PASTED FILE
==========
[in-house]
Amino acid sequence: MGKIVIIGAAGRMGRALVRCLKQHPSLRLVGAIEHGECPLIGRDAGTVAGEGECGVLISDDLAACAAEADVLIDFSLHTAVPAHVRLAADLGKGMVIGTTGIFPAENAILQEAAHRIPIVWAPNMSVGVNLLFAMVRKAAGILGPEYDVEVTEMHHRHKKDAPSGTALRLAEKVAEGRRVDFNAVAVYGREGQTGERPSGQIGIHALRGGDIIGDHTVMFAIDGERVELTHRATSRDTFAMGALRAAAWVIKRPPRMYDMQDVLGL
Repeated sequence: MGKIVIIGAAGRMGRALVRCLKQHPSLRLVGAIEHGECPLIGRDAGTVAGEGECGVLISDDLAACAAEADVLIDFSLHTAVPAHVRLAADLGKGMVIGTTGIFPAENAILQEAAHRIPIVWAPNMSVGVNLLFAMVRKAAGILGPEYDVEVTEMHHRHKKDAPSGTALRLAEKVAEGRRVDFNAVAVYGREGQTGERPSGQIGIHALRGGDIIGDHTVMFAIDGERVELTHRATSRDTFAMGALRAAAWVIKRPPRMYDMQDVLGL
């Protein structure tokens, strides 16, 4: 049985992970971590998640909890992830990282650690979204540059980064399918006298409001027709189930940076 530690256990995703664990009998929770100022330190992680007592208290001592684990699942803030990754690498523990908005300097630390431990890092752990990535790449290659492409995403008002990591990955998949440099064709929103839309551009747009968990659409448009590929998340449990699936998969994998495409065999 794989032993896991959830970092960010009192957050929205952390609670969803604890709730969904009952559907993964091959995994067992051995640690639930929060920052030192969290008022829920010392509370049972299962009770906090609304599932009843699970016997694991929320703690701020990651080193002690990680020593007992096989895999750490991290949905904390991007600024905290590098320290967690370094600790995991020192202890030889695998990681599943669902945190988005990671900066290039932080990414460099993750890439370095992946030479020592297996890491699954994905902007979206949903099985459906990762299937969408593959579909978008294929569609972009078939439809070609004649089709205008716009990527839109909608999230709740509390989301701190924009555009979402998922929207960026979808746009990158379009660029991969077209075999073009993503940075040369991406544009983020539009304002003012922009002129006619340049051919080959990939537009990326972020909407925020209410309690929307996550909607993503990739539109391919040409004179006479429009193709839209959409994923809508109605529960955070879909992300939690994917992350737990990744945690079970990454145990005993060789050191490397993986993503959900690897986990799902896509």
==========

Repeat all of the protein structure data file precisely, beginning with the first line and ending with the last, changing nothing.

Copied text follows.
[in-house]
Amino acid sequence: MGKIVIIGAAGRMGRALVRCLKQHPSLRLVGAIEHGECPLIGRDAGTVAGEGECGVLISDDLAACAAEADVLIDFSLHTAVPAHVRLAADLGKGMVIGTTGIFPAENAILQEAAHRIPIVWAPNMSVGVNLLFAMVRKAAGILGPEYDVEVTEMHHRHKKDAPSGTALRLAEKVAEGRRVDFNAVAVYGREGQTGERPSGQIGIHALRGGDIIGDHTVMFAIDGERVELTHRATSRDTFAMGALRAAAWVIKRPPRMYDMQDVLGL
Repeated sequence: MGKIVIIGAAGRMGRALVRCLKQHPSLRLVGAIEHGECPLIGRDAGTVAGEGECGVLISDDLAACAAEADVLIDFSLHTAVPAHVRLAADLGKGMVIGTTGIFPAENAILQEAAHRIPIVWAPNMSVGVNLLFAMVRKAAGILGPEYDVEVTEMHHRHKKDAPSGTALRLAEKVAEGRRVDFNAVAVYGREGQTGERPSGQIGIHALRGGDIIGDHTVMFAIDGERVELTHRATSRDTFAMGALRAAAWVIKRPPRMYDMQDVLGL
């Protein structure tokens, strides 16, 4: 049985992970971590998640909890992830990282650690979204540059980064399918006298409001027709189930940076 530690256990995703664990009998929770100022330190992680007592208290001592684990699942803030990754690498523990908005300097630390431990890092752990990535790449290659492409995403008002990591990955998949440099064709929103839309551009747009968990659409448009590929998340449990699936998969994998495409065999 794989032993896991959830970092960010009192957050929205952390609670969803604890709730969904009952559907993964091959995994067992051995640690639930929060920052030192969290008022829920010392509370049972299962009770906090609304599932009843699970016997694991929320703690701020990651080193002690990680020593007992096989895999750490991290949905904390991007600024905290590098320290967690370094600790995991020192202890030889695998990681599943669902945190988005990671900066290039932080990414460099993750890439370095992946030479020592297996890491699954994905902007979206949903099985459906990762299937969408593959579909978008294929569609972009078939439809070609004649089709205008716009990527839109909608999230709740509390989301701190924009555009979402998922929207960026979808746009990158379009660029991969077209075999073009993503940075040369991406544009983020539009304002003012922009002129006619340049051919080959990939537009990326972020909407925020209410309690929307996550909607993503990739539109391919040409004179006479429009193709839209959409994923809508109605529960955070879909992300939690994917992350737990990744945690079970990454145990005993060789050191490397993986993503959900690897986990799902896509």